The Internal Revenue Service said on Monday that Black taxpayers have been far more likely to be audited than others and that it is considering changes to its case selection process to address discrimination in how the tax code is enforced.
The acknowledgment came after the publication of research this year showing that Black taxpayers were disproportionately audited, prompting calls from members of Congress for a review into the methodology and algorithms that help determine who is selected. The tax collection agency, which received an $80 billion infusion in funding last year as part of the Inflation Reduction Act, has said it would work to make the system more equitable.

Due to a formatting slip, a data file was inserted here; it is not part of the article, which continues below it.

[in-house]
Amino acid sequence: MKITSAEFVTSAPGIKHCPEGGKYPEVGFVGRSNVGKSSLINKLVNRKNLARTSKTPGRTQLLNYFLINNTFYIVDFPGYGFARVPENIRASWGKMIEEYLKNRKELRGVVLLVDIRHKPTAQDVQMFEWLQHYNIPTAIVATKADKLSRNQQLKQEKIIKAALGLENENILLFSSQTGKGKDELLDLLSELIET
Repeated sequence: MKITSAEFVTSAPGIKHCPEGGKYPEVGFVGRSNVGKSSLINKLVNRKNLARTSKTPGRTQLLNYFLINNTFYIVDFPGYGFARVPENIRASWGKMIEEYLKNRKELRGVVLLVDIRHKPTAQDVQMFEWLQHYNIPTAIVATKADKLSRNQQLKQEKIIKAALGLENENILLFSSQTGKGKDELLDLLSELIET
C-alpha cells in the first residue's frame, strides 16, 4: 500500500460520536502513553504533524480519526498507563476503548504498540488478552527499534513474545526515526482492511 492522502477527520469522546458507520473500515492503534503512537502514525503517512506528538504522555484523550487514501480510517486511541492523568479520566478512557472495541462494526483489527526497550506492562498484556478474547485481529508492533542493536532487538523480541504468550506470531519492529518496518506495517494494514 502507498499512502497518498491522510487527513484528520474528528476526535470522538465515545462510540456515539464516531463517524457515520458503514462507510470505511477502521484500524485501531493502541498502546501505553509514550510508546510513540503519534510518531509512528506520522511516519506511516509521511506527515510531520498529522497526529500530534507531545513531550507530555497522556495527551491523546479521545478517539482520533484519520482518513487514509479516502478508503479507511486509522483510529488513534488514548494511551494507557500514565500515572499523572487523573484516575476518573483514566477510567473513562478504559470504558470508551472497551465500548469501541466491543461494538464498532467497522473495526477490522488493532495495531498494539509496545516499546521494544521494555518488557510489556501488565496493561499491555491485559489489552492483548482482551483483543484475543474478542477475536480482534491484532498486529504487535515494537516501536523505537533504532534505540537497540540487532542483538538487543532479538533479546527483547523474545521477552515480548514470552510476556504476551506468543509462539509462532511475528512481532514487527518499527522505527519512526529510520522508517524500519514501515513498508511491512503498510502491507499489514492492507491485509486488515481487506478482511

“While there is a need for further research, our initial findings support the conclusion that Black taxpayers may be audited at higher rates than would be expected given their share of the population,” Daniel Werfel, the I.R.S. commissioner, wrote in a letter to Senator Ron Wyden of Oregon, the Democratic chairman of the Senate Finance Committee.
Mr. Werfel said the I.R.S. had dedicated “significant resources” to determine the reasons for the disparity and evaluating the data that is available to the agency when deciding who to audit and its automated processes. He suggested that the I.R.S. could consider basing audits on “broader tax issues” rather than focusing on people who might be improperly claiming earned-income tax credits.